Not all doctors are diligent about keeping up to speed with current research or other cancer news. As empowered patients, it’s up to us to take charge of our own health, and this means finding out all you can about your disease. Someday – even today – you may find yourself using this information.
For women with metastatic disease
Women with hormone-responsive metastatic breast cancer are often treated with drugs to prevent their cancer from getting the fuel it needs: female sex hormones, principally estrogen and progesterone. For post-menopausal women, an aromatase inhibitor (Arimidex, Femara, Aromasin) is the current drug of choice. But often these drugs lose their effectiveness over time; the body becomes resistant to them.
Approved by the FDA in 2012 for metastatic breast cancer treatment, Afinitor (everolimus) works to reverse this resistance. In clinical trials, Afinitor combined with Aromasin doubled progression-free survival time – “one of the biggest improvements ever seen with the addition of one drug.” (Van Epps, 2012).
When cancer is found in the lymph nodes: radiation vs. surgery
A sentinel node biopsy removes several of the nodes closest to a woman’s tumor; usually these nodes are in the armpit. If cancer is found in one or more of the sentinel nodes, further surgery is often performed to remove more of the underarm nodes and prevent the further spread of cancer.
Removing underarm (axillary) lymph nodes has been shown to increase the risk of lymphedema, a serious and possibly life-threatening condition marked by swelling of the arm or trunk. A phase 3 international study, currently in progress, reveals that treating axillary lymph nodes with radiation, rather than removing them surgically, reduces lymphedema risk by up to 50% over 5 years. The study, as it continues, will track its subjects beyond 5 years.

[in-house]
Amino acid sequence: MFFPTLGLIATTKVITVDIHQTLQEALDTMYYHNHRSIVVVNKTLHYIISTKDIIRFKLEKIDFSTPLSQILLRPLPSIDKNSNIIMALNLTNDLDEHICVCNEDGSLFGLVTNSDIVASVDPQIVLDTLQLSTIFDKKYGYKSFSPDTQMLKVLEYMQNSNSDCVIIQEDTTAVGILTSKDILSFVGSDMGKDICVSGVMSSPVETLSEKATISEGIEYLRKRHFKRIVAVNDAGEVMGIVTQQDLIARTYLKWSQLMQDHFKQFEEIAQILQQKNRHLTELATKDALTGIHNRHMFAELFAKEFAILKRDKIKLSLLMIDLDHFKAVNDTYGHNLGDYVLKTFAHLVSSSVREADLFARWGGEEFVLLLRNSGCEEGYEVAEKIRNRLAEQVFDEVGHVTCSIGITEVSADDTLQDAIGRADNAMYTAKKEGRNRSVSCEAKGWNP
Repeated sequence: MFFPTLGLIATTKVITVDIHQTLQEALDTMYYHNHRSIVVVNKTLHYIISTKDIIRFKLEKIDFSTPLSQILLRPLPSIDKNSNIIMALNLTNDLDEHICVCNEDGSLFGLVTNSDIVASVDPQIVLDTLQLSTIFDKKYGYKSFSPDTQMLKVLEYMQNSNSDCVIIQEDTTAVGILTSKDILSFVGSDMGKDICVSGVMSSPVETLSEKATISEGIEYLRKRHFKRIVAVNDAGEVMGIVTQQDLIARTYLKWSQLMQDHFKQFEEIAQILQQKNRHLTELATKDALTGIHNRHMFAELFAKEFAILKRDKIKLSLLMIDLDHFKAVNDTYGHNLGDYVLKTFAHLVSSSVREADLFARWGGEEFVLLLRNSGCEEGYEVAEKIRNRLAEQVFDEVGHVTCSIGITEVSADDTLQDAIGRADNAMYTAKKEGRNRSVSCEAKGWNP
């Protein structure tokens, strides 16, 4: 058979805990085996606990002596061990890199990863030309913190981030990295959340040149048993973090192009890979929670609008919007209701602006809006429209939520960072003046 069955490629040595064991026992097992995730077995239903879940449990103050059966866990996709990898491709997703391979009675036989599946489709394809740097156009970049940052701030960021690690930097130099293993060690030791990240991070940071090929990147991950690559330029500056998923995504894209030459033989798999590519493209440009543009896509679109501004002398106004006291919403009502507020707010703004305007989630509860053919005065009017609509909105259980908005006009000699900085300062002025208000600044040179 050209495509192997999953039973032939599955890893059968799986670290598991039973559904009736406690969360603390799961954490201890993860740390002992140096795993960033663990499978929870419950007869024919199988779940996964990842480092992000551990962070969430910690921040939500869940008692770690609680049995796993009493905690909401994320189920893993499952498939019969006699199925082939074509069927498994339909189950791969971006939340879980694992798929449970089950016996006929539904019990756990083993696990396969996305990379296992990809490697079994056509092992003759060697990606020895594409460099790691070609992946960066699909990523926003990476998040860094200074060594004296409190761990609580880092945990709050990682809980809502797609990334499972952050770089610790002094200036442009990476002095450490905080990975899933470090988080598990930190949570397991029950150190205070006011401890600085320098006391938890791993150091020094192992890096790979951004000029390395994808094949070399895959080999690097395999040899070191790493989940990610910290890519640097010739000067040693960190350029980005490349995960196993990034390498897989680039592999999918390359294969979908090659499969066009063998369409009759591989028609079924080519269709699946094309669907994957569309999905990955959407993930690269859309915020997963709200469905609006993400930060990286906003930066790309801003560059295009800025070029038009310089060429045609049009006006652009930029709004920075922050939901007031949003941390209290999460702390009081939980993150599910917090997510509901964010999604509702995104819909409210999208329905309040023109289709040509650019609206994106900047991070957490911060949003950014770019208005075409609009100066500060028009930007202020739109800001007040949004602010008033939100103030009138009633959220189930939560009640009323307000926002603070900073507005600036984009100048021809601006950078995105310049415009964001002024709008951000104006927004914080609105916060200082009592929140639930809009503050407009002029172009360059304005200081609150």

An easier way to find clinical trials
Many women diagnosed with breast cancer are interested in participating in clinical trials – studies testing new cancer drugs or methods of treatment. Women whose cancer has spread may be looking for any possible way to slow or stop that spread; women whose cancer is under control may simply want to volunteer themselves as subjects for research.
MyClinicialTrialLocator.com is an easy-to-use online tool for finding and assessing clinical trials. The site uses government databases and information from medical research centers to provide trial information centering not just around drugs, but medical devices, procedures, and lifestyle factors like nutrition, diet, and exercise. (Garinn, 2012)
Simply go to MyClinicialTrialLocator.com; enter your type of cancer, your zip code, and how far you’re willing to travel, and the trials that fit your needs appear, complete with eligibility criteria and contact information.
Preventing metastatic breast cancer
When breast cancer spreads to other parts of the body, it’s considered incurable. With continuing treatment, some women with metastatic cancer live for years; but stage IV (metastatic) cancer is usually terminal.